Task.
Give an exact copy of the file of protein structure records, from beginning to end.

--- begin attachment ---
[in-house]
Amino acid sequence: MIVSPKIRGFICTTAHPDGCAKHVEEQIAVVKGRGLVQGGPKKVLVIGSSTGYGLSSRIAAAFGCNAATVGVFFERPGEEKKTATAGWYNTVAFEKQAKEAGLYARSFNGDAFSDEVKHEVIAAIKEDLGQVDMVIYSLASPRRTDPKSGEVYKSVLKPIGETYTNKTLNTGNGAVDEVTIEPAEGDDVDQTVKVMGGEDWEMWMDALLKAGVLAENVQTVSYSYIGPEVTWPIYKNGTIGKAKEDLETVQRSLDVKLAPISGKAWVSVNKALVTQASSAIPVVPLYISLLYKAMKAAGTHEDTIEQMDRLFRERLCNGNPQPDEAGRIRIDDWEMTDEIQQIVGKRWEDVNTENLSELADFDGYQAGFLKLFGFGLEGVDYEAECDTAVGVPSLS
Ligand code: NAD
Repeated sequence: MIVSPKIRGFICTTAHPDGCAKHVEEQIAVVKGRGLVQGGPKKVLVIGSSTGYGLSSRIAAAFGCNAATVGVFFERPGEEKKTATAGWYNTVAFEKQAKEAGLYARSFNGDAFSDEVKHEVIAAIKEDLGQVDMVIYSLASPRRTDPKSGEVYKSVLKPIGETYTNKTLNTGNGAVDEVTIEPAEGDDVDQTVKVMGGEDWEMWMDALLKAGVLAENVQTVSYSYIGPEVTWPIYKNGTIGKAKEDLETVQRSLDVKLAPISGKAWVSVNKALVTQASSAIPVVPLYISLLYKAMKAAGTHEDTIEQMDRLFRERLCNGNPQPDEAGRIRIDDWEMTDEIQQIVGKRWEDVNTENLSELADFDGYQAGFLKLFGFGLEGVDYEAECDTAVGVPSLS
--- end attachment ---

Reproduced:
[in-house]
Amino acid sequence: MIVSPKIRGFICTTAHPDGCAKHVEEQIAVVKGRGLVQGGPKKVLVIGSSTGYGLSSRIAAAFGCNAATVGVFFERPGEEKKTATAGWYNTVAFEKQAKEAGLYARSFNGDAFSDEVKHEVIAAIKEDLGQVDMVIYSLASPRRTDPKSGEVYKSVLKPIGETYTNKTLNTGNGAVDEVTIEPAEGDDVDQTVKVMGGEDWEMWMDALLKAGVLAENVQTVSYSYIGPEVTWPIYKNGTIGKAKEDLETVQRSLDVKLAPISGKAWVSVNKALVTQASSAIPVVPLYISLLYKAMKAAGTHEDTIEQMDRLFRERLCNGNPQPDEAGRIRIDDWEMTDEIQQIVGKRWEDVNTENLSELADFDGYQAGFLKLFGFGLEGVDYEAECDTAVGVPSLS
Ligand code: NAD
Repeated sequence: MIVSPKIRGFICTTAHPDGCAKHVEEQIAVVKGRGLVQGGPKKVLVIGSSTGYGLSSRIAAAFGCNAATVGVFFERPGEEKKTATAGWYNTVAFEKQAKEAGLYARSFNGDAFSDEVKHEVIAAIKEDLGQVDMVIYSLASPRRTDPKSGEVYKSVLKPIGETYTNKTLNTGNGAVDEVTIEPAEGDDVDQTVKVMGGEDWEMWMDALLKAGVLAENVQTVSYSYIGPEVTWPIYKNGTIGKAKEDLETVQRSLDVKLAPISGKAWVSVNKALVTQASSAIPVVPLYISLLYKAMKAAGTHEDTIEQMDRLFRERLCNGNPQPDEAGRIRIDDWEMTDEIQQIVGKRWEDVNTENLSELADFDGYQAGFLKLFGFGLEGVDYEAECDTAVGVPSLS